The Redfern Park Speech, given by former Australian prime minister Paul Keating on December 10 1992, was a speech worth fighting for. It captured harsh truths about Australian history; it used those as a basis for building trust with Indigenous Australians; and it marked a turning-point for non-Indigenous understandings about Aboriginal reconciliation.
But a particular line of interest in the speech is the tension that has arisen between Keating and his former speechwriter Don Watson. This tension essentially dates to the publication of Watson’s memoir Recollections of a Bleeding Heart (discussed below).
Thinking about the dispute with reference to the manuscript – which I have been researching for a longer article in Overland – is an opportunity to reflect on the speech itself. It points to reasons why Watson and Keating have something worth arguing about – why the speech has acquired such lasting resonance in a country that often prefers to forget.
Keating proclaimed the Redfern Park Speech just over a year into his term as prime minister. He chose to do it in the inner-city Sydney suburb of Redfern, which for decades had been the focal point for Aboriginal cultures in Australia’s largest city.
As you might sense from audio and video (see videos below) of the speech, it was a rowdy audience.
Keating was speaking to the converted in one sense, but in another sense he was speaking to a certain unconvertible contingent – some of the Koori locals, whose experience was so bitter that nothing a white prime minister said could mollify them.
As he tried to, though, Keating named the parties to Aboriginal reconciliation in a way that has characterised the grammar of non-Indigenous discussion of it – by supporters, sceptics and apathetic citizens alike – ever since:
1) a “we” that incorporates all non-Indigenous citizens, no matter how recent or ancient their family histories of immigration to Australia.
2) a “they” that incorporates all Indigenous Australians.
In Australia’s public discourse since 1992, to switch pronouns and their entailments away from this frame of reference effectively signals a move away from discussing reconciliation as such.
The video recordings of this speech remind us that Keating’s performance was strikingly “writerly,” rather than performed for charismatic effect. That marks a significant contrast with his fluency, command, and sheer destructive glee as an improvising speaker – an aspect the recent Kerry O’Brien interview series brought out strongly.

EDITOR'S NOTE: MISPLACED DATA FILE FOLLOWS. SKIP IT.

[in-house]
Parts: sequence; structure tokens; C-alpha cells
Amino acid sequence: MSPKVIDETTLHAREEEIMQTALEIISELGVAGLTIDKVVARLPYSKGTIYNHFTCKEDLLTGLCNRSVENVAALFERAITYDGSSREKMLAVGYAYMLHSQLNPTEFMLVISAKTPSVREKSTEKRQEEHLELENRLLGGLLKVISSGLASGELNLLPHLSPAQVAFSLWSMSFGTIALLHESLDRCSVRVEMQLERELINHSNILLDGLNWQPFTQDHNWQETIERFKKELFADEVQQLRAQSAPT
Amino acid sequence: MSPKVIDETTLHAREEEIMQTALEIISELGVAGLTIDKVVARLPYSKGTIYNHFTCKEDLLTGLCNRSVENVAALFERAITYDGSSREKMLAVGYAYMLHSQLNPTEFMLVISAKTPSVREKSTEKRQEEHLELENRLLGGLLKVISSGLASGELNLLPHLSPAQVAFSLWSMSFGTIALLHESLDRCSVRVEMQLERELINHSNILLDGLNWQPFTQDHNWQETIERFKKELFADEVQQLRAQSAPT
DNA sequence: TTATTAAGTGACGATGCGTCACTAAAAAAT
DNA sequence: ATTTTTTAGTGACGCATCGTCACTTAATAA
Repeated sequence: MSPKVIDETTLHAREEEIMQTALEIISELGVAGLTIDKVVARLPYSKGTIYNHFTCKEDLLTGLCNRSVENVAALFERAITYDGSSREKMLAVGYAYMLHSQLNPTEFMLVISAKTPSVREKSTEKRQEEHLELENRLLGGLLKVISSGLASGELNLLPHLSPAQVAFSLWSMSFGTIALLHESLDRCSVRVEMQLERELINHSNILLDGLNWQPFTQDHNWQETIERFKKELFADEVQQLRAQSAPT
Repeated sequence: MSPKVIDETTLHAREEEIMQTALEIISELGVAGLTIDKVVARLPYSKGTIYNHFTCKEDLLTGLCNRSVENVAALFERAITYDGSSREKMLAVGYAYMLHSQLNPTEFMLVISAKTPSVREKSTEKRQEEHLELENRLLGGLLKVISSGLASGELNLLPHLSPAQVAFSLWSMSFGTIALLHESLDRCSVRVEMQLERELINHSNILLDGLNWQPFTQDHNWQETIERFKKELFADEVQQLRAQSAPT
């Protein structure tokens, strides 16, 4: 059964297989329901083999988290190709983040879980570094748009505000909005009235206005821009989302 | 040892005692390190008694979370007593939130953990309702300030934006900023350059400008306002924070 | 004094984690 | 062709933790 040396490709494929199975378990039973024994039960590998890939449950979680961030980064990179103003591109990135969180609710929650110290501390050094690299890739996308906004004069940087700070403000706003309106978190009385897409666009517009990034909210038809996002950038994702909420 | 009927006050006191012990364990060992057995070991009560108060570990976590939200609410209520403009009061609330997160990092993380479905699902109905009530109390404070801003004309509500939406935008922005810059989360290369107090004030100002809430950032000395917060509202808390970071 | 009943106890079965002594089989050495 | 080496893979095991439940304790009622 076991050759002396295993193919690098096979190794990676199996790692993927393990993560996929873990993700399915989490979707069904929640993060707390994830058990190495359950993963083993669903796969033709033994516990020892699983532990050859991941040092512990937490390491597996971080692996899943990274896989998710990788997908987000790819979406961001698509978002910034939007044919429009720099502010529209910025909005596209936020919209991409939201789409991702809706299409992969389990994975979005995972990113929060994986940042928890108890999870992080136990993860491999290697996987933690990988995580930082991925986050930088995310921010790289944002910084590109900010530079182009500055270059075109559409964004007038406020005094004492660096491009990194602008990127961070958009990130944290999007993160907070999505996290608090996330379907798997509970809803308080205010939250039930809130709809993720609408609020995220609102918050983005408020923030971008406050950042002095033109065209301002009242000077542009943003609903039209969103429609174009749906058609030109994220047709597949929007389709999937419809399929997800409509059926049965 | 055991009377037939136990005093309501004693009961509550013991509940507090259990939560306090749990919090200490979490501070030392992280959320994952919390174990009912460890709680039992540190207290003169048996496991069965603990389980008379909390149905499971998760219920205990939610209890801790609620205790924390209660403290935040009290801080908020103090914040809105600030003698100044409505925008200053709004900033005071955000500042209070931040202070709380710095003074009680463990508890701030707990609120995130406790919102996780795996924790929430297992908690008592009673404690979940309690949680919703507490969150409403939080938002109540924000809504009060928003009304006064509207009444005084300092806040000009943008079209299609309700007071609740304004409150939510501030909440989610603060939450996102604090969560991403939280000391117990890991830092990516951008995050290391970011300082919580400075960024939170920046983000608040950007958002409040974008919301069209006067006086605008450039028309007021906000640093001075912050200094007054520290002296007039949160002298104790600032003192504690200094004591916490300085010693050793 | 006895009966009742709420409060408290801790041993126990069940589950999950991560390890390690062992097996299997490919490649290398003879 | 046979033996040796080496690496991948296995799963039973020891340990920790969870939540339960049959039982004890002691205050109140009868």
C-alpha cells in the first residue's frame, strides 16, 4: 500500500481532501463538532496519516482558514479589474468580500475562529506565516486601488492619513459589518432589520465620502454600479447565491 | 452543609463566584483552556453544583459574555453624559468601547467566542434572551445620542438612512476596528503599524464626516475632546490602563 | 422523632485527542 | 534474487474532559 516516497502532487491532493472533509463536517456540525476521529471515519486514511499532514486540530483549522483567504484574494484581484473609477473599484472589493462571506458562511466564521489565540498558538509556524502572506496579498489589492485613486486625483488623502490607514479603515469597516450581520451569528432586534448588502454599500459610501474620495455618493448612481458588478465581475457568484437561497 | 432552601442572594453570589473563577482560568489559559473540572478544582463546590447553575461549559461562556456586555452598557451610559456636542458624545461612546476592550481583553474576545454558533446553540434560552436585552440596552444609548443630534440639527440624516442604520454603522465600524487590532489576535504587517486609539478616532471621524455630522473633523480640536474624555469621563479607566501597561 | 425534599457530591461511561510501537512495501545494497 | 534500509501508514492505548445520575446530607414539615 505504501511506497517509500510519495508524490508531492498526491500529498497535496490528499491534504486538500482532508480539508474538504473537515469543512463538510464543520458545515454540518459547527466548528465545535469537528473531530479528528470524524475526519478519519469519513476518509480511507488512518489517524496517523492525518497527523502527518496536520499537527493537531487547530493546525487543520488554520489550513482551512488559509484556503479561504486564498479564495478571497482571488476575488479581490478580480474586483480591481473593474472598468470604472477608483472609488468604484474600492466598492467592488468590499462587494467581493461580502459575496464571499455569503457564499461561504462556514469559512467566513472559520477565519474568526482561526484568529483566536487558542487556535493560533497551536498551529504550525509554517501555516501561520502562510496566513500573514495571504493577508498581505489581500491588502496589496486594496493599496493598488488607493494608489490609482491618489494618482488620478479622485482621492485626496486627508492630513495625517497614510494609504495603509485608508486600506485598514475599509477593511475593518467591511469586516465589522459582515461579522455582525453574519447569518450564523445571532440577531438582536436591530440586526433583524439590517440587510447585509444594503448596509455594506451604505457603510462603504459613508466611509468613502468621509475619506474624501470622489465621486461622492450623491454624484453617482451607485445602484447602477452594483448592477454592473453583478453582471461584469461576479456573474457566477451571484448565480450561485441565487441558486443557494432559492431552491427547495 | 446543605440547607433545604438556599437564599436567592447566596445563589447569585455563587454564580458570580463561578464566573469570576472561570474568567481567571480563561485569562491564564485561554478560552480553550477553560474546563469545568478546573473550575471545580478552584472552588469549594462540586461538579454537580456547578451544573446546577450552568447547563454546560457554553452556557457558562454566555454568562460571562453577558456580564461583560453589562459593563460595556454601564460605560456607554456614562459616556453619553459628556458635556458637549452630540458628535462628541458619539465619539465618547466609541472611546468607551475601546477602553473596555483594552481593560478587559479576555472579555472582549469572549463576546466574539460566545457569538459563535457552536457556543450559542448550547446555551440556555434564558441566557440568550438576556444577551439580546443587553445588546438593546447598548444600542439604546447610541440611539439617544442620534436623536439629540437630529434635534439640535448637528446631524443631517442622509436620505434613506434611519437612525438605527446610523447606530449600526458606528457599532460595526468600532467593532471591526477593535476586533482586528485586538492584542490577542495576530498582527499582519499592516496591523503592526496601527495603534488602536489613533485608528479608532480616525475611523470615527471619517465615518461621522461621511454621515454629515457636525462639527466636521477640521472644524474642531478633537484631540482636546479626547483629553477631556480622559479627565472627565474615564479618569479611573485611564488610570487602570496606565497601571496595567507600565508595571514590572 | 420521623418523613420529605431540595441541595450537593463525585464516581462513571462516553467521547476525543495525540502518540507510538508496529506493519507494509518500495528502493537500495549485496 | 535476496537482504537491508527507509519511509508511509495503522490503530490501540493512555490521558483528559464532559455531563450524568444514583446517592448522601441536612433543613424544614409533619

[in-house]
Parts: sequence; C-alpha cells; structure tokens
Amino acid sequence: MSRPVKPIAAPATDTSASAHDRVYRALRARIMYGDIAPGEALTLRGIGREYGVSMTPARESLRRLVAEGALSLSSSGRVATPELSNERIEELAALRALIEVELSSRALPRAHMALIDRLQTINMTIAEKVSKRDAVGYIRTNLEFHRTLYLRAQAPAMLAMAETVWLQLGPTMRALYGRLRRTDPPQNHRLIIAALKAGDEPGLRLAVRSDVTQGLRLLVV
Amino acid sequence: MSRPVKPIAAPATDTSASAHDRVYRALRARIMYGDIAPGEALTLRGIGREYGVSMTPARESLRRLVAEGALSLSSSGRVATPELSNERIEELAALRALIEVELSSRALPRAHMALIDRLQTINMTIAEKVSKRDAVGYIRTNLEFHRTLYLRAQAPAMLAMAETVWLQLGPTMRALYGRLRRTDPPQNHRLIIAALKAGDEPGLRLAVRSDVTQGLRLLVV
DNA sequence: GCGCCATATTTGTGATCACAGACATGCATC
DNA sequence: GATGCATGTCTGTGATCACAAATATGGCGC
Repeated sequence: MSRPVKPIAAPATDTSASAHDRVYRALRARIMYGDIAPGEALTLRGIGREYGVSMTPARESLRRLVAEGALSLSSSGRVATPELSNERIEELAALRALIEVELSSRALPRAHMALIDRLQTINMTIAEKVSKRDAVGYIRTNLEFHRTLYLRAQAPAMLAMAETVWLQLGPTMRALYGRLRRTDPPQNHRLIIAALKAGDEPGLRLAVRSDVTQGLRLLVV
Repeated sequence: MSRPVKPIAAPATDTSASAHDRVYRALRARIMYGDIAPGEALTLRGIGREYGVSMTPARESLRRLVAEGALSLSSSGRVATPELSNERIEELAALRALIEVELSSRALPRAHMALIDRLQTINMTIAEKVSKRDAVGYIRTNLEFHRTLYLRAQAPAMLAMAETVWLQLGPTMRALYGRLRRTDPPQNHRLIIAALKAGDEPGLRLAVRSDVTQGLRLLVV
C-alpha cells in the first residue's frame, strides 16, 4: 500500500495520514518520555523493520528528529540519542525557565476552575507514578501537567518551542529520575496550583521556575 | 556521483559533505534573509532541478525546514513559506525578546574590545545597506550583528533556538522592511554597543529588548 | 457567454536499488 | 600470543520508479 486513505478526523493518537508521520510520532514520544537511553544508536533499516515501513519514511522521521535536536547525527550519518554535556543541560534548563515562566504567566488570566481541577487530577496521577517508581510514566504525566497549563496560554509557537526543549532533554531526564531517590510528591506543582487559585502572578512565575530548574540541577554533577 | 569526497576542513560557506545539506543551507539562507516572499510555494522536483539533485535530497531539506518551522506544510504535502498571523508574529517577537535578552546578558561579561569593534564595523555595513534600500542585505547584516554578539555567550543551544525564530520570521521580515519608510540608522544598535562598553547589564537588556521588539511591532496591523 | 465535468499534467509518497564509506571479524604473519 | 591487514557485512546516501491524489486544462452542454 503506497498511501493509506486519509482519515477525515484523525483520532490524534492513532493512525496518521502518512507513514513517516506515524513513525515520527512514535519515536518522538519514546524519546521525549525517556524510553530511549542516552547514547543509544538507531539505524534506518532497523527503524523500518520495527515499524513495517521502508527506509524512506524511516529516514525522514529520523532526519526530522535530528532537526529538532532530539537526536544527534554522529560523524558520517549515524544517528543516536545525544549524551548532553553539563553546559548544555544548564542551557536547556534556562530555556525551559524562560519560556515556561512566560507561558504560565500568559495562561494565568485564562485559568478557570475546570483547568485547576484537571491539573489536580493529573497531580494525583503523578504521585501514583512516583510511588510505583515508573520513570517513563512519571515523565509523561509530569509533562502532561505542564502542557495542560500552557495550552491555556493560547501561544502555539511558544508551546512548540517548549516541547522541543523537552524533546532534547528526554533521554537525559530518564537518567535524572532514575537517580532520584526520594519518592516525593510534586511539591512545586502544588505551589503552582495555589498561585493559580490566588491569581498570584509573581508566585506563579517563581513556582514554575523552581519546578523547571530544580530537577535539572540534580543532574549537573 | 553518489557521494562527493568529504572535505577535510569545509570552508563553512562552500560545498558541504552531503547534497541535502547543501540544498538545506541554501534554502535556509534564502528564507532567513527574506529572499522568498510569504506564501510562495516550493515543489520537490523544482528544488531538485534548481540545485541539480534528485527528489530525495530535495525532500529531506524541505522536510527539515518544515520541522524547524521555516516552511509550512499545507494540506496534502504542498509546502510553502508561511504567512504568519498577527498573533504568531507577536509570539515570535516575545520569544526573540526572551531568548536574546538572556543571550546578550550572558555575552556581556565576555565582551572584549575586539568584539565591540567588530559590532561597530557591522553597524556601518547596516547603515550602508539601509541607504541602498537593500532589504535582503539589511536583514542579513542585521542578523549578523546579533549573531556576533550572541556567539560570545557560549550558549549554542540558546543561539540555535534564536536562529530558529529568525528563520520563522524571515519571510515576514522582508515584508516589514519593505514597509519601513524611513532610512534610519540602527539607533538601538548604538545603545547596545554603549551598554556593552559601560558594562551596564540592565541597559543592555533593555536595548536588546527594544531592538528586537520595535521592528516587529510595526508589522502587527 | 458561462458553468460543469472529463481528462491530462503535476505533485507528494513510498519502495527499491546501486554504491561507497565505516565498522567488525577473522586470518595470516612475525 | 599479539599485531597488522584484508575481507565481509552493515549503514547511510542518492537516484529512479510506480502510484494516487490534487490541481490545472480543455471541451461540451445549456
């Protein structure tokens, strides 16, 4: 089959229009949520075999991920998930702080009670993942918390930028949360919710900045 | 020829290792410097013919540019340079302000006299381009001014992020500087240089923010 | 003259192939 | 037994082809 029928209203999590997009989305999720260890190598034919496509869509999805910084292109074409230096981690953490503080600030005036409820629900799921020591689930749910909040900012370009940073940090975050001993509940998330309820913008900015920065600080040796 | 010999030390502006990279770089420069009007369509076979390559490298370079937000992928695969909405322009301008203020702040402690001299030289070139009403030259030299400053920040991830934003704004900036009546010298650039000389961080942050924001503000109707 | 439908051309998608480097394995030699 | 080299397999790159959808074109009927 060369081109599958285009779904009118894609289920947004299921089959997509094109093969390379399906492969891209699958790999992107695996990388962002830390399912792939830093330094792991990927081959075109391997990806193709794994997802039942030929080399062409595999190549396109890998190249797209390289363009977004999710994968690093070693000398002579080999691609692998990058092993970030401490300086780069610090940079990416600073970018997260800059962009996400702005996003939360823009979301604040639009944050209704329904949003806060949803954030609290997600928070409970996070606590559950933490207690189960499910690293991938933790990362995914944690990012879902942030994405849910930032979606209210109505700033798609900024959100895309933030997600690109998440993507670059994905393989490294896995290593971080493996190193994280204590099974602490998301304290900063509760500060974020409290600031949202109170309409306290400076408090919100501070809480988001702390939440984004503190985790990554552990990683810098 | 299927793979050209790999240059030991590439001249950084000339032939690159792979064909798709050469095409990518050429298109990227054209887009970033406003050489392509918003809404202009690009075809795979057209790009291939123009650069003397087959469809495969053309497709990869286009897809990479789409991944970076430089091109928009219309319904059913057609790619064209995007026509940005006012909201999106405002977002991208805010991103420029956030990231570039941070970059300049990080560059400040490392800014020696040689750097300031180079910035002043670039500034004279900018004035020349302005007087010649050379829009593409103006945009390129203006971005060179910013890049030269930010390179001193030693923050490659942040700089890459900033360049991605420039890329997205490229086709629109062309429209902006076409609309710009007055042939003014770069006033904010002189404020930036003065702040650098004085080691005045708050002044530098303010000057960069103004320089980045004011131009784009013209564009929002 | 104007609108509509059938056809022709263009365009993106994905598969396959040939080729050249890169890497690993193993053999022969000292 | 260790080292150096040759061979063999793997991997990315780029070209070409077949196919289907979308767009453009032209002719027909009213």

When we look at the manuscript below, we see a document that Watson typed and printed out for the prime minister in landscape-oriented pages, using large type, sans serif, line-and-a-half spaced.
Numbers 1-22 are handwritten near the top of each page. The same hand, Keating’s, has scrawled changes to very few words.
Much more common, though, are annotations that mark up timing, emphasis, and phrase coherence. These non-verbal annotations show a speaker striving to interpret and make the most of his manuscript before delivery, but not so much to edit and alter it.
They are the sorts of annotations a musician might make in preparing a score. They suggest a powerful sense of fidelity to the manuscript.
In 2002 Watson published Recollections of a Bleeding Heart, an insider memoir on the running and then the decline and fall of Keating’s government. It offers a fairly detailed historical background to this manuscript.
This Freudenberg quotation itself is of uncertain value as evidence. Whatever its status, Keating uses it to suggest either that former political staff should not reveal anything their former employers do not permit. That is, the ethical and professional compact should outlast the defined terms of the contract of employment.
Watson’s essential counterclaim seems to be that he still is a writer — of books. When he stops writing for someone in particular, he still keeps on writing.
But the sharpest point of Keating’s complaint was an intellectual property dispute. He insisted:
Watson was not the author of the [Redfern Park] speech. The sentiments of the speech, that is, the core of its authority and authorship, were mine.
So does that make Keating the author? Joel Deane and others agreed with this line, arguing the first rule of speechwriting is that “the words aren’t yours”.
Complicating the situation, Watson had already pleaded no contest. Prefacing a published collection of transcripts that includes this speech, Watson set out a very minimalist ethics of speechwriting:
There are no rules or guidelines, except the unwritten one: ownership resides in the speaker.
But is the speech’s authorship in that sense really the contest here? It seems that we have a contest about the wordsmithing, about the creative work.
As a study in rhetoric, the most interesting aspect of Keating’s remarks is the assertion that he was an integral part of the drafting team. He wants to be known as a fellow-techie, not merely some benign director who fed the running briefs to his staff – and certainly more than a show-pony performing the scripted lines.
There must be at least some truth to this view. To think it even matters, though, reveals how assumptions about creativity and conceptual design in political speeches rest with the writer not the performer.
Against such assumptions, speechwriters have traditionally received little attention from political history.
Ultimately, there is not enough evidence, nor any particular need, to find one or other party conclusively right or wrong on this matter of Keating versus Watson. The very existence of the dispute tells us more than its adjudication is ever likely to.
People who remember Keating fondly often cite his employment of Watson as evidence for their attitude. People who admire Watson generally count his work in Paul Keating’s office as evidence for theirs.
This speech typically features somewhere near the top of the list in both conversations.